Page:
As we close out the second month of sustained protest against anti-Black racism and police brutality, organizers are working to turn the protests’ energy into legislative action. From demands to defund the police and invest in communities to calls to cancel rent and provide direct cash assistance to struggling working families, the overarching rallying cry is clear: Stop propping up the failed systems that hurt Black and brown communities and start prioritizing the things that allow us all to live safely, joyously and free.
This is not a vague demand. It is a direct call to action for lawmakers at every level of government to take a long, hard look at who the status quo serves, who it fails and how we harness the power of our offices to meaningfully address the vast racial, economic and environmental inequities that exist between the two.
It’s a demand that has gained even more urgency over the past days, as Trump deploys federal agents to suppress the movement in Seattle, Portland, Chicago, Albuquerque and other Democratically-led cities. This level of militarized state repression is not new: The ICE and border patrol agents snatching protesters off the street in Portland are the same forces that have been targeting immigrant and refugee families for decades.
What’s new is our country’s awakening to the reality that Black, brown and low-income communities have been living for generations: The police exist not to protect and serve the people, but to protect private property and serve the systems that let the rich and powerful get richer and more powerful, while the rest of us get poorer, sicker and lose more and more of our basic freedoms.
So as the streets literally swell with demands for a new future and a new policy mandate, Democratic lawmakers have a choice to make. Will we finally follow the lead of the Black and brown organizers who have been fighting for structural relief for decades? Will we champion a bold agenda of structural change that meets the scale of this moment? Or will we refuse to take meaningful action and fall back on empty promises and piecemeal “reforms”?
As a SeaTac councilmember and a proud leader of the MLK Working Families Party, I believe that it is the moral mandate of all lawmakers to connect that vision to policy responses that address the needs of the moment and beyond. And in every city, a big part of that mandate means taking a long, hard look at our budget.
Budgets are moral documents, and SeaTac’s current budget is an immoral one that fails to meet the urgent needs of this moment. SeaTac spends $11 million on police and less than $600,000 on the life-affirming services that keep our communities safe and healthy. Members of the SeaTac council have approved millions of dollars in tax breaks for corporate developers since the pandemic and have granted million-dollar deals to the ultra-wealthy at the expense of our immigrant community.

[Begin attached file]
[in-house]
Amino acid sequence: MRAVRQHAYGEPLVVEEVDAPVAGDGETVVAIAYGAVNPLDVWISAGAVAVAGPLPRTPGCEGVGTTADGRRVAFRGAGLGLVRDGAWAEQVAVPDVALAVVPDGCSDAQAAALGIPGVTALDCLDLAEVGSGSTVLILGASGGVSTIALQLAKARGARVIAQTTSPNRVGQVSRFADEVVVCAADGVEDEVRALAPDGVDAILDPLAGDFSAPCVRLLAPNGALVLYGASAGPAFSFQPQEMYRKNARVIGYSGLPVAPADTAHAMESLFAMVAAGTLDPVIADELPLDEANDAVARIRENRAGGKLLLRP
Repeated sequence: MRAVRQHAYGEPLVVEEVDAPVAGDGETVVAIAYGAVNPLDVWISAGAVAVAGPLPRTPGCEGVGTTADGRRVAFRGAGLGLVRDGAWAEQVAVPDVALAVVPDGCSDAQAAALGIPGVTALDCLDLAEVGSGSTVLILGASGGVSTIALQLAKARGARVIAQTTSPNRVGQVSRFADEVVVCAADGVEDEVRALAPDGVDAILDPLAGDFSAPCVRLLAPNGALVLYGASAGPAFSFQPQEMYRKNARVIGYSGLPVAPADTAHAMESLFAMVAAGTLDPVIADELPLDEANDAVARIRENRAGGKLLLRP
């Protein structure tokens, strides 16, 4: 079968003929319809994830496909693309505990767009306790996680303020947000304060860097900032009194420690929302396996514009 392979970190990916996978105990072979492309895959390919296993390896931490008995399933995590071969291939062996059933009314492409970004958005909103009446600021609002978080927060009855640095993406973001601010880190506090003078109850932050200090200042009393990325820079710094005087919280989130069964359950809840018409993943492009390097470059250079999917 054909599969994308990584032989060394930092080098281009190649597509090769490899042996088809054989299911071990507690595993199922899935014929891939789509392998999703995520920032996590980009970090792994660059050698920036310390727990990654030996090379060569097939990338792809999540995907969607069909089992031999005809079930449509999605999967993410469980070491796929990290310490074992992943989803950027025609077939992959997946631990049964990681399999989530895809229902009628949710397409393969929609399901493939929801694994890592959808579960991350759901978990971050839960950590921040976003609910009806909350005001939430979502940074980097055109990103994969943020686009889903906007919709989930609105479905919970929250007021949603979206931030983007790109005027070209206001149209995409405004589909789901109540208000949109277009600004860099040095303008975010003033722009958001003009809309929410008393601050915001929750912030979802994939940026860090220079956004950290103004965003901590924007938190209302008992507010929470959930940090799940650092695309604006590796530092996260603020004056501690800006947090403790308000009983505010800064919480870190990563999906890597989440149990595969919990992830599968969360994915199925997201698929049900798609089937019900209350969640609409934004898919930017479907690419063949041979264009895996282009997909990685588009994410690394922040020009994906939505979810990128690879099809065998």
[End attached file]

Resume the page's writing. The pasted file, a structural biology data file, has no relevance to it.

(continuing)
This is unacceptable — but it’s the case in far more cities than SeaTac. Across the country, Democratic lawmakers are bloating police budgets and giving even bigger tax cuts to the rich, all the while continuing to siphon much-needed funding from community services.
If we want to build for a better future, we need to ease the burden from our Black, brown and immigrant communities. We don’t need austerity budgets that cut deals for the ultra-wealthy while balancing our national crisis on the backs of already struggling working families. We need to house the homeless and take meaningful steps toward safe, stable and affordable housing for all. We need well-funded schools and family-sustaining jobs in every neighborhood. We need to protect our low-wage workers by culturally redefining how we view essential work. We need to fund the service organizations that provide health care, services to children and families, mentoring to youth, food, counseling and other services that sustain our communities.
And like Working Families Party National Director Maurice Mitchell makes clear, Democrats need the political will to make it happen.
City councilmembers nationwide have the opportunity to work alongside community and movement leaders to build just, equitable budgets that uproot systemic racism and white supremacy in all their forms and take active steps toward a just recovery for all. It’s time we listen to the urgent needs of our communities and harness the collective power of our offices to meet them.
The people are showing up. The time for change is now. We need to keep organizing, marching, caring for each other in solidarity and mutual aid. There can be no letting up when we are so close to real justice.
As a father, a member of the immigrant community and SeaTac City Councilmember-at-large, I know my actions will be measured for years to come. This is our moment.
Read more in the Aug. 12-18, 2020 issue.